- Harvested the main root, replant offshoots
- Year-old roots have the most flavor
- Older roots are too fibrous, but can be used for starter plants
Store horseradish roots in cool, dark, humid location, such as plastic bag in fridge, or root cellar.
How to Prepare Horseradish Roots
- Clean them well
- Peel off the outer layer
- Cut into chunks
- Coarsely grate in food processor with a 50-50 mixture of water and 5% distilled vinegar
- Blend together to the desired consistency.
- Add vinegar to stabilize pungency and stop breakdown of enzymatic activity*:
- immediate for milder horseradish
- after 3 minutes for hotter horseradish
- 3 Tbsp vinegar (distilled is recommended; we use ACV for the added health benefits, though it will color your horseradish darker).
- 1/2 tsp salt (we use Celtic salt for added minerals)
- 1 cup grated or crushed horseradish
Store the mixture in a tightly sealed glass jar. It will keep in the refrigerator for 4 to 6 weeks.
*Horseradish begins to lose flavor while increasing in hotness within 30 minutes after grating the fresh horseradish root.
HORSERADISH PREPARATION TIPS:
- Coarser grind is less hot; finely ground is hotter.
- Add vinegar immediately for milder relish; wait 3 minutes for hotter.
- Salt, sugar and/or lemon juice can be added to the ground roots.
- Processed horseradish can be refrigerated for 4-6 weeks or frozen for longer periods.
Horseradish, a nutrient and mineral dense perennial vegetable in the brassicas family and a close relative of wasabi. Considered a healing food dating back more than 2,000 years to Hippocrates, horseradish is a curative and preventative for disease and illness.
~Source: Dr Cowans Garden; Mercola.com
Horseradish Nutritional Information
HORSERADISH IS HIGH IN:
- Dietary fiber
- Vitamin C
- Glucosinolate (sinigrin)
- Inhibits cancer2005 study by Marvin J. Weil , including:
- Powerful antioxidant
- Boosts immunity
- Relieve sinus
- Respiratory relive
- Fights colds
- Natural analgesic
- Headache relief
- Improves digestion
- Boosts metabolism
- Urinary tract infections
- Skin disorders & blemishes
- Intestinal parasites
- Gallbladder disorders
Isothiocyanate and Sinigrin in the Brassicaceae family are some of the potent beneficial medicinal components of horseradish. These chemicals are potent antioxidants that strengthen the immune system and stimulate the activity and production of white blood cells.https://www.ncbi.nlm.nih.gov/pubmed/27043505
“Ounce for ounce, horseradish contains more medicinally active compounds than most other spices.”
~Mother Earth News
Horseradish Medicinal Uses
HORSERADISH PARTS USED:
- tea for expectorant
- poultice for joint pain
- natural analgesic
- tea – dried; good for common cold
- Leaves –
- raw, applied directly
After horseradish plants reach 8 inches in height, remove any suckers to ensure a thicker, straighter root.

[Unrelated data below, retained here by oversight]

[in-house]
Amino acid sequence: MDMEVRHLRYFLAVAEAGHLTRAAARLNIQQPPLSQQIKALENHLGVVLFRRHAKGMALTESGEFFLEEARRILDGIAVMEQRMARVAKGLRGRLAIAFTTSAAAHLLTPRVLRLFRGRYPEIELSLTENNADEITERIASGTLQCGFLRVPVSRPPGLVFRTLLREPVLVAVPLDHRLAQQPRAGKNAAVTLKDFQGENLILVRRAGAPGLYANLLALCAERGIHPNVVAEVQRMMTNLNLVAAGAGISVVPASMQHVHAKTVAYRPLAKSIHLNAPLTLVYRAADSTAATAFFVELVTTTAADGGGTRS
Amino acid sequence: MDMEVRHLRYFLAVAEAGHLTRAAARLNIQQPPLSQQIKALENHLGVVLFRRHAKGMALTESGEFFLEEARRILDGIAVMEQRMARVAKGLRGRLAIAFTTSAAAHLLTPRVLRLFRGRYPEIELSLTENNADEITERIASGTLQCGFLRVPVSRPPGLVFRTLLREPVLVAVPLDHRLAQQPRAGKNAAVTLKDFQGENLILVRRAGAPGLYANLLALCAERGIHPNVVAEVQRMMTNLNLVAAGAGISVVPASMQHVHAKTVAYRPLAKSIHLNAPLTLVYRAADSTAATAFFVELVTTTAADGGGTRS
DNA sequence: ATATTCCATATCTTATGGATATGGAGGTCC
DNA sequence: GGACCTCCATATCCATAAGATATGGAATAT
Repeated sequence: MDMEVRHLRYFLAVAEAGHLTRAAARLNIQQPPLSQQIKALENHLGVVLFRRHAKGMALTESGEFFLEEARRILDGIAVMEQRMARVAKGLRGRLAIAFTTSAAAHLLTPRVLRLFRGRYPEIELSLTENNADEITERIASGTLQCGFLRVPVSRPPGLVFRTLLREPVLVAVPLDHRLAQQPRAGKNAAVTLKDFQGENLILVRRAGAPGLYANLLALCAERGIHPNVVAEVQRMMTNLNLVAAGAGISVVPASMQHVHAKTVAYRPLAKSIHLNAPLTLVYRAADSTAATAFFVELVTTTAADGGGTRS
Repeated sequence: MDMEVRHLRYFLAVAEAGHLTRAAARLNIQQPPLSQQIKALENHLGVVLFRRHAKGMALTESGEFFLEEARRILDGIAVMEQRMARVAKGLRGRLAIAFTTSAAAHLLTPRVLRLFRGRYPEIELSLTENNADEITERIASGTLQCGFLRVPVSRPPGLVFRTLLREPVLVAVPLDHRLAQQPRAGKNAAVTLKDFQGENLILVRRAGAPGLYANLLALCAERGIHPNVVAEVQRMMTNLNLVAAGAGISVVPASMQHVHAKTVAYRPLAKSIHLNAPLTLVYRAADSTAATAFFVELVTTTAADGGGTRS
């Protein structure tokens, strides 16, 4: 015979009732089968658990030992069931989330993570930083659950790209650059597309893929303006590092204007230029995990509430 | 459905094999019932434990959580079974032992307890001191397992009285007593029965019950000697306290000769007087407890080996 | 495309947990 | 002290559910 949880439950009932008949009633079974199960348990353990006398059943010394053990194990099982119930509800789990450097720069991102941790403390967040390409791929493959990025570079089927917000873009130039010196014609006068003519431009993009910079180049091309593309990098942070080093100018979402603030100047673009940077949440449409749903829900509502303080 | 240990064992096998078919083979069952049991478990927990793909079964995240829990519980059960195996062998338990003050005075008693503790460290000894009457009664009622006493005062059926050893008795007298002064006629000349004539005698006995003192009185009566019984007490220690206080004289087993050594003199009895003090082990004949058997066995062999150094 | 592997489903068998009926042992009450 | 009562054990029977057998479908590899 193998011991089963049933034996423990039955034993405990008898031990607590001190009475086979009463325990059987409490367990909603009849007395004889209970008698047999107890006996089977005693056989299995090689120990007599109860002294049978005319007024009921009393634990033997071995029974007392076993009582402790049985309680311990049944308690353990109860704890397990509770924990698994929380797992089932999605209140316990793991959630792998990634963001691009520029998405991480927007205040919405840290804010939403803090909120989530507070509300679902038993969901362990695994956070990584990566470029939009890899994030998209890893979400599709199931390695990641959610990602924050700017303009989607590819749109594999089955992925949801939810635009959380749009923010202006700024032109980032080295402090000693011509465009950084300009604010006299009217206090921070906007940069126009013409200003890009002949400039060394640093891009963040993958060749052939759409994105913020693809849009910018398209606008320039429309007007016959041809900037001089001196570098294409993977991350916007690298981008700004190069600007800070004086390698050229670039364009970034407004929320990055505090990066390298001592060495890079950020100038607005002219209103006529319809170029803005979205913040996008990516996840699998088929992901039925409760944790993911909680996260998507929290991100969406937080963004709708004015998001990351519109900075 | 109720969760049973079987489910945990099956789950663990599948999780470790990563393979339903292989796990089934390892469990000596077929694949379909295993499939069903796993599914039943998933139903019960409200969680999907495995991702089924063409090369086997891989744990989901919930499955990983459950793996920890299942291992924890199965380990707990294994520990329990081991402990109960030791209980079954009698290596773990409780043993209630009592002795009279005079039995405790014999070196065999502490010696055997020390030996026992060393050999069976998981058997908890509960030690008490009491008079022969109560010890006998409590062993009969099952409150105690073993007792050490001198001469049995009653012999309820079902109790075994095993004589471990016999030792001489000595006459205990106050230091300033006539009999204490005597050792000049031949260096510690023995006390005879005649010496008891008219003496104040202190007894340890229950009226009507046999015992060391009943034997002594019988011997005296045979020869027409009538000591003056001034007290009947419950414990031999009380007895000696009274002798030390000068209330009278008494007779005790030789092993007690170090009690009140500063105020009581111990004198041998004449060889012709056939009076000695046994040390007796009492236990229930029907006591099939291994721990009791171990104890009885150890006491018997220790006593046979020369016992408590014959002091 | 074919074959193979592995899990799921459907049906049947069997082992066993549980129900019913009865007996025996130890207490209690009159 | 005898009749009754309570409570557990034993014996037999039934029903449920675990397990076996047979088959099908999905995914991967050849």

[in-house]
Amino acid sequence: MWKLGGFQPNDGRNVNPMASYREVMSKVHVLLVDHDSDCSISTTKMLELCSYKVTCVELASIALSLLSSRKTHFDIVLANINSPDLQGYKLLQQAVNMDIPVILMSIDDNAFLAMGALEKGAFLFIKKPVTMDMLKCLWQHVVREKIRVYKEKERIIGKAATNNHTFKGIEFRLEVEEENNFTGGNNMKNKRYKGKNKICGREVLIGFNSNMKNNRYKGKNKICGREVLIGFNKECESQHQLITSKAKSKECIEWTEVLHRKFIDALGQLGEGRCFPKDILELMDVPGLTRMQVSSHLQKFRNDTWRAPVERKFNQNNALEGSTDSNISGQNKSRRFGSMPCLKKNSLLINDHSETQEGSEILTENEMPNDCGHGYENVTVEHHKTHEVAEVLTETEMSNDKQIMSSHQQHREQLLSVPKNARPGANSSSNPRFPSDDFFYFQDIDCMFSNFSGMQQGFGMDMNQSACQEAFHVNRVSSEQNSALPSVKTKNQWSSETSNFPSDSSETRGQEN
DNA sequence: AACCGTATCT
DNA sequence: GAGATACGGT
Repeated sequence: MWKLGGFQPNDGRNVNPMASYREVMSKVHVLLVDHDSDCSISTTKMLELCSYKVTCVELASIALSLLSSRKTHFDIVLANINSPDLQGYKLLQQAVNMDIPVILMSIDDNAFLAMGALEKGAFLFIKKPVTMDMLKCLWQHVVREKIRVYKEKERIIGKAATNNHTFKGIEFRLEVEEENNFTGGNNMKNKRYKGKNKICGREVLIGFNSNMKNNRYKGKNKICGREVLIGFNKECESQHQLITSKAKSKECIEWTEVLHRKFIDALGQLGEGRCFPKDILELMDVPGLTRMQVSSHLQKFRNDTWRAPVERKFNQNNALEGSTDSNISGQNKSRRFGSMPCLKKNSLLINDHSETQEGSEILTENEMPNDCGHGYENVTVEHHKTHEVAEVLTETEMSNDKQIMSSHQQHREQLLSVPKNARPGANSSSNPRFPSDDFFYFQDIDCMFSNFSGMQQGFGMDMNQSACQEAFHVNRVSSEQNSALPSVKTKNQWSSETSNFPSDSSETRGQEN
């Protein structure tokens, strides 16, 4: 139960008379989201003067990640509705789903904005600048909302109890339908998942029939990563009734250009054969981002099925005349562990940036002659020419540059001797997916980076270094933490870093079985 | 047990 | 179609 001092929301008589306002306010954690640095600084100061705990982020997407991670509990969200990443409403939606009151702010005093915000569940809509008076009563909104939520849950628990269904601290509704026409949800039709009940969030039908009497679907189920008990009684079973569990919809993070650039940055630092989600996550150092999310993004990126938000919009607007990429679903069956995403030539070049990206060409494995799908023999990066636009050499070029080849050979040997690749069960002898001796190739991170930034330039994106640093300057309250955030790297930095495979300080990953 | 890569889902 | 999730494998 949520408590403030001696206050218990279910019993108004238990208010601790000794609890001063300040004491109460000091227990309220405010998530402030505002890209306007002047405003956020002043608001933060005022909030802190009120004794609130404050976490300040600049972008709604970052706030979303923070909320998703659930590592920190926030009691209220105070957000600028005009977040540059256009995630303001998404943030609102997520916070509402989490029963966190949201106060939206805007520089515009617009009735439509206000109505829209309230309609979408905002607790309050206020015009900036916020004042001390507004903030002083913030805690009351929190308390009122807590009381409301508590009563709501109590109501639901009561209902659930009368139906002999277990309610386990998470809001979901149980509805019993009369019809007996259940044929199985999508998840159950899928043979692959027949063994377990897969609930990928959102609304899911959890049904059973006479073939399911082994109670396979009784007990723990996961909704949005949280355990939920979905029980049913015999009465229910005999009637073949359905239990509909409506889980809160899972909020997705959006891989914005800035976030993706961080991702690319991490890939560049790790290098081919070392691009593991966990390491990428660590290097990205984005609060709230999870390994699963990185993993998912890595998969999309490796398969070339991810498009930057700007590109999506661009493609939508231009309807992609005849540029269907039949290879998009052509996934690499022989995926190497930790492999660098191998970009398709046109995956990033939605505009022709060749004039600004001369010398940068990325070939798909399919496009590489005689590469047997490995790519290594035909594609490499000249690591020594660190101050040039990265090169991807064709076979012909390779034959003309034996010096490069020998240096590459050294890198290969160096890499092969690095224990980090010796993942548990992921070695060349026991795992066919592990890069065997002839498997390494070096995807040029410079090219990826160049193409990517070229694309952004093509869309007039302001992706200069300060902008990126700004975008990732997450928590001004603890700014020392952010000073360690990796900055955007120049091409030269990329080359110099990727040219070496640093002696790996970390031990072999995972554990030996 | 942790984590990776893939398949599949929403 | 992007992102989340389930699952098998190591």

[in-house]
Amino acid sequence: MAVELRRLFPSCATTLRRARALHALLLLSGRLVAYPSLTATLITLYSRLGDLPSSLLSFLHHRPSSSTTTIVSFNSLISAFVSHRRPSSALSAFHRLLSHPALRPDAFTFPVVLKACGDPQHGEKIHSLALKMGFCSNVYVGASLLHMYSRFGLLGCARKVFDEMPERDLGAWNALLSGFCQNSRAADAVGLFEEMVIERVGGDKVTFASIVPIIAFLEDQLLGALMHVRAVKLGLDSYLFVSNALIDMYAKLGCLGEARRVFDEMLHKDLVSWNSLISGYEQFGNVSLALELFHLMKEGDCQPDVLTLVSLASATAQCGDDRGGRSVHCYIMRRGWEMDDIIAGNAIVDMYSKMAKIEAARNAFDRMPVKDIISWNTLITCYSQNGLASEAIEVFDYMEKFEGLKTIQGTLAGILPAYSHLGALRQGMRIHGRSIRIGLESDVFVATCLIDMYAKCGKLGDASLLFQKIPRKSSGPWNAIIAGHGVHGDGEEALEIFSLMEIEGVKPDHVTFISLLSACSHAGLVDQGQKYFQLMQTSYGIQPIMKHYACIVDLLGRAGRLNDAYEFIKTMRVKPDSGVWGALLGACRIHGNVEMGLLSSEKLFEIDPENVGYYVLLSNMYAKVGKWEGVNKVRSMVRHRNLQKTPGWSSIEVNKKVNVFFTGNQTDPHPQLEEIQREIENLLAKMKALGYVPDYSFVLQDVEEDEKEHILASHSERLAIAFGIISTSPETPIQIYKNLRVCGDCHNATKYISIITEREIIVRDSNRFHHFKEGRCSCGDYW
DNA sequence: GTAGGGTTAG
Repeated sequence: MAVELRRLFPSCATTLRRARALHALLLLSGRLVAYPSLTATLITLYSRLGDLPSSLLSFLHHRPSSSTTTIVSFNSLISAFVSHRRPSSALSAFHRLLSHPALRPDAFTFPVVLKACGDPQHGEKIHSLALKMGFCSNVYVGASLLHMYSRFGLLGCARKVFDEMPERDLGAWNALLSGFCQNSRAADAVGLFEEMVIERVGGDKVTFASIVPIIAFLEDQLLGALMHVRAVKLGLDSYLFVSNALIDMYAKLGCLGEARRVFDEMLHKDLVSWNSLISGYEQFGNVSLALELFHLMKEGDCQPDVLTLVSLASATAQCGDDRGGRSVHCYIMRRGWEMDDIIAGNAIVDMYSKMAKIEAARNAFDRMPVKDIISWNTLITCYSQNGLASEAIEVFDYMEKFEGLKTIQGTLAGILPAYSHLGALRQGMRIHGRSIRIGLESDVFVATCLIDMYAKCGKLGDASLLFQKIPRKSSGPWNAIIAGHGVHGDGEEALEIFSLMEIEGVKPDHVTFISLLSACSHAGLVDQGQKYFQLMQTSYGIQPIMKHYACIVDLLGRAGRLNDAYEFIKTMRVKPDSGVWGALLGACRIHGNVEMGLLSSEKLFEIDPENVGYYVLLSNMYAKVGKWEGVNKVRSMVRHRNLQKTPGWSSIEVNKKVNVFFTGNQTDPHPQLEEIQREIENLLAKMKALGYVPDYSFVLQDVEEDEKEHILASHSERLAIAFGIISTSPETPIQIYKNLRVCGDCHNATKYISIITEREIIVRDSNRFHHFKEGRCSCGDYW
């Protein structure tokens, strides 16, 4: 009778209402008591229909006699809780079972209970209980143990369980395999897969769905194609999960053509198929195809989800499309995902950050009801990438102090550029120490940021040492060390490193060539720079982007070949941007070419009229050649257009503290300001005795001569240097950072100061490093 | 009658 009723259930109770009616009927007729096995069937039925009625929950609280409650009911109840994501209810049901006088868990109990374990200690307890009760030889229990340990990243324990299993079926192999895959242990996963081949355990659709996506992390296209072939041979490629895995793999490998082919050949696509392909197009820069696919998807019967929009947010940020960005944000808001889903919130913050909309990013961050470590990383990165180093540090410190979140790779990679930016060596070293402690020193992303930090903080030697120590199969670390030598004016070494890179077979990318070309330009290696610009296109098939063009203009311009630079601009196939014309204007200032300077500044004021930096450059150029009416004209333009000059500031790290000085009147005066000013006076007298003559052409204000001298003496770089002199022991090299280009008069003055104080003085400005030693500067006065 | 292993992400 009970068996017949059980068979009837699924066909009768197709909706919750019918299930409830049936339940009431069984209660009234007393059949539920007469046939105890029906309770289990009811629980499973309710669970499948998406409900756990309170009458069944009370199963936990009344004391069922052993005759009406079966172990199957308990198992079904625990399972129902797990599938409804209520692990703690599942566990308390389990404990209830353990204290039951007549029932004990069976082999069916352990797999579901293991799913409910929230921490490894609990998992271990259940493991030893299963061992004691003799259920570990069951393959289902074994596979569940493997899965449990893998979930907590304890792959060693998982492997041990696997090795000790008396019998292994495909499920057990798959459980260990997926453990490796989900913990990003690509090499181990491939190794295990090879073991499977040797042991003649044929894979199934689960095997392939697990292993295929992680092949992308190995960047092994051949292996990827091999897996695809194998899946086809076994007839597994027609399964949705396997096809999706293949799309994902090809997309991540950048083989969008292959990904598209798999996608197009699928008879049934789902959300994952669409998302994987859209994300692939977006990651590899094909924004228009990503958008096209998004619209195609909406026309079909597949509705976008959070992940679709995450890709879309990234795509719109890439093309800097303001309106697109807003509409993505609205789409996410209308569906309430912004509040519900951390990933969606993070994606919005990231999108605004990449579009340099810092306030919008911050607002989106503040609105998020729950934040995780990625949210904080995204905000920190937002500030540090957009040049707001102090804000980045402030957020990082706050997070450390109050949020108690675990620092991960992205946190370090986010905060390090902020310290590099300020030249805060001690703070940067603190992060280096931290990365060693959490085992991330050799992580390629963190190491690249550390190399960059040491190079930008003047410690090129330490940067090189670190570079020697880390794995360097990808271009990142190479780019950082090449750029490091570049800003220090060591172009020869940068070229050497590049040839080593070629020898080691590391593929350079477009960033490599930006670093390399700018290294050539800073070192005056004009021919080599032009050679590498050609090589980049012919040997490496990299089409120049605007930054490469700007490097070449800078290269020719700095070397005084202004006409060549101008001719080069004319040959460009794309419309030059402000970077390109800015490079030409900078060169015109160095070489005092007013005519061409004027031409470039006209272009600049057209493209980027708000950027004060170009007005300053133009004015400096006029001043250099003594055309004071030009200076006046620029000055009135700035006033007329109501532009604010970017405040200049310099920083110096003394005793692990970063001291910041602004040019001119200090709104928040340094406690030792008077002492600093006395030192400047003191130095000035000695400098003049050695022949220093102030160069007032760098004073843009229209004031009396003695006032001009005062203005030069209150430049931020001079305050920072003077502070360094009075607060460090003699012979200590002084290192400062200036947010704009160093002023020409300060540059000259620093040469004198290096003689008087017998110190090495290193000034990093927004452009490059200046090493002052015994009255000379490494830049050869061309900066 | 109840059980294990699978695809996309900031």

Horseradish Leaves Uses
Horseradish leaves naturally have a tart flavor remiscent of sorrel, though milder. The older leaves have a little more bite to let you know that they’re still in the mustard family. Toss a few horseradish leaves into a salad mix to add a tangy and tart zing to any dish, raw or cooked.
We recommend you start slowly and experiment with adding a few here and there. Discover how you like them best and in what kind of dishes and ratios.
USE HORSERADISH LEAVES FOR:
- Rolled – like cabbage rolls, filled with meat and other stuffings, rolled up and set in a baking dish to bake
- Add tang to steamed greens
- Thai stir fry and curries, chopped – use as you would lemon grass
- Chopped and add to soups
- Pesto pureed with other favorite pesto greens
- Green juice
What to do with Horseradish Flowers?
Horseradish flowers are edible and can be added to:
- Pickling – add to your favorite pickled veggies, cucumbers, peppers, okra, etc.
- Salads – top salad for decor and gourmet flavor
- Tea – dried for herbal tea to relieve cold and flu symptoms
From the GardensAll Community
Jo Hooton asks:
We are growing it for our first time. Do I cut off the flowers?
You can leave the flowers, or you can use them. E.g.
– Dried or fresh flowers for tea beneficial for colds
– Fresh in Salads and soup toppings
If however, you don’t care to eat them, you can leave them for the pollinators. Some say to snip them before they go to seed. Others say the seeds won’t amount to anything, so not worth it.
We haven’t done anything in the past. This year we’ll harvest the flowers to try fresh and dried.
Let us know your favorite ways to enjoy horseradish roots, leaves and/or flowers and we’ll share it here with tribute to you.
Let’s grow some horseradish!
I’m LeAura Alderson, entrepreneur, ideator, media publisher, writer and editor of GardensAll.com. Pursuits in recent years have been more planting seeds of ideas for business growth more than gardening. However, I’ve always kept plants, been interested in medicinal herbs and nutrition and healing from food over pharmacy. I assist in our family gardening projects primarily (at present) through the sharing of information through our websites and newsletters.
As a family we’re steadily expanding our gardening, experimentation and knowledge around all things gardening, edible landscaping, fresh organic foods and self sustainability and hopefully, farming in our future. We thoroughly enjoy and appreciate the creative ingenuity of the GardensAll community. I also own and manage theiCreateDaily.com.